Urban Farming 14.08.09

  • A kitchen garden designed by Alexis Rochas (centre) on the roof of The Flat, a Los Angeles apartment building

  • Locavore’s Delight, Work AC’s vertical farm concept

  • A vertical pig farm by MVRDV, 2001

  • MiLoft, an apartment building concept by RMJM with rooftop “allotments”, 2009

  • Public Farm 1, Work AC‘s 2008 pavilion at PS1 in New York

  • Keith Agoada‘s Sky Vegetables greenhouse

  • AOC‘s Monsanto New Garden Suburb

Something unbelievable has happened: farming has become fashionable. But only if you're doing it in the middle of a city.

In Britain, trend researcher Future Laboratory reports that some 15.5 million people now grow their own produce. In the USA, the rise in "urban homesteading" has been given presidential approval with the inauguration of a five-acre White House kitchen garden in April. Public attitudes towards food were already changing thanks to healthy eating campaigns and environmental concerns, and now the recession is focusing attention on self-reliance. Nearly everyone is thinking about food differently.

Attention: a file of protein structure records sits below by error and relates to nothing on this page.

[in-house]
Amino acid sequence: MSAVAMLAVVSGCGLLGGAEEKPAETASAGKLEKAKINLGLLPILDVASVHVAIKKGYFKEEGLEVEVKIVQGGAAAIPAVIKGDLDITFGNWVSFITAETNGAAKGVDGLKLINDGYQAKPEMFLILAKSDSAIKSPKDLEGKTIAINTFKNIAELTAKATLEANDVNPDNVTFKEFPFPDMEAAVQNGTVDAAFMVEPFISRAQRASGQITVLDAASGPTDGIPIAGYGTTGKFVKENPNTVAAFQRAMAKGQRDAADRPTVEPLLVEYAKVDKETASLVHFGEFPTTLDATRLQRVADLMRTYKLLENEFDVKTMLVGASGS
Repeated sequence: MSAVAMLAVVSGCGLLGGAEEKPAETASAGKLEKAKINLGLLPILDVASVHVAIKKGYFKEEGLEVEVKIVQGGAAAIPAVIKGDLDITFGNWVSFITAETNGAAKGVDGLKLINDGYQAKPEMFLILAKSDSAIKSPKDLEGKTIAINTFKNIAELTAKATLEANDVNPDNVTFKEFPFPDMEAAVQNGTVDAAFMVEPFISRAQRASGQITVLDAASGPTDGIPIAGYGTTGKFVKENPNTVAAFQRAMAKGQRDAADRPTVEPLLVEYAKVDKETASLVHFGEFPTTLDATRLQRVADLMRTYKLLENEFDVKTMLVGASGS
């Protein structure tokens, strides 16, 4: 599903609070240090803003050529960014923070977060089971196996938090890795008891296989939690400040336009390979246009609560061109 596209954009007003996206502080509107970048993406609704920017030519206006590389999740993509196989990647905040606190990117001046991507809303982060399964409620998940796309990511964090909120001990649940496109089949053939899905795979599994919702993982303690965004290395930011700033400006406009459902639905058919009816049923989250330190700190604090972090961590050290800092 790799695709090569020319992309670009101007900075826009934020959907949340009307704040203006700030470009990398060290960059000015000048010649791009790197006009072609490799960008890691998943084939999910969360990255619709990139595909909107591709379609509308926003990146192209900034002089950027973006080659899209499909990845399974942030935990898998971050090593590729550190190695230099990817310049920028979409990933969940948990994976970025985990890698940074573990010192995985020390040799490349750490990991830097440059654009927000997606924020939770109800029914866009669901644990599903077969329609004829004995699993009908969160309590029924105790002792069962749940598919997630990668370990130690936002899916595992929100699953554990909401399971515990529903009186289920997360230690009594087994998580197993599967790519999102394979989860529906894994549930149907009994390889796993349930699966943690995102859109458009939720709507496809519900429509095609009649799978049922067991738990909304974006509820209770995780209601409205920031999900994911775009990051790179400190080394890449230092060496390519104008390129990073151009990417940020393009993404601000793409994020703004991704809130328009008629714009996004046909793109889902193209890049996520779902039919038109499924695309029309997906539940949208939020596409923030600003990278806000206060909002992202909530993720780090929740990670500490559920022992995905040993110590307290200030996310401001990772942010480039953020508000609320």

"It's insane to regard it as automatic that we get butter and vegetables and meat and so on in the supermarket just by turning up without thinking about where it comes from," says John Thackara, director of design and sustainability network Doors of Perception. "There's only three day's supply of food in the average supermarket and, no, we don't have food security in this country." This worries governments too: in April, a G8 policy document warned that global food production must double by 2050 to ward off international chaos.

In this moment of crisis, some architects believe they have found a near-universal solution. "Urban farming is really the holy grail of sustainable cities," says Dan Wood, principal of New York-based architects Work AC. Wood's firm is among a variety of practices pitching urban farming projects – an extraordinary diversity of proposals ranging from vertical agricultural megastructures in city centres and skyscraping pig farms through to visions of more traditional food cultivation woven into the city's fabric, placed on rooftops, or even replacing whole neighbourhoods. Can urban farming really achieve all that is claimed of it? And what do the different models on offer mean for the city?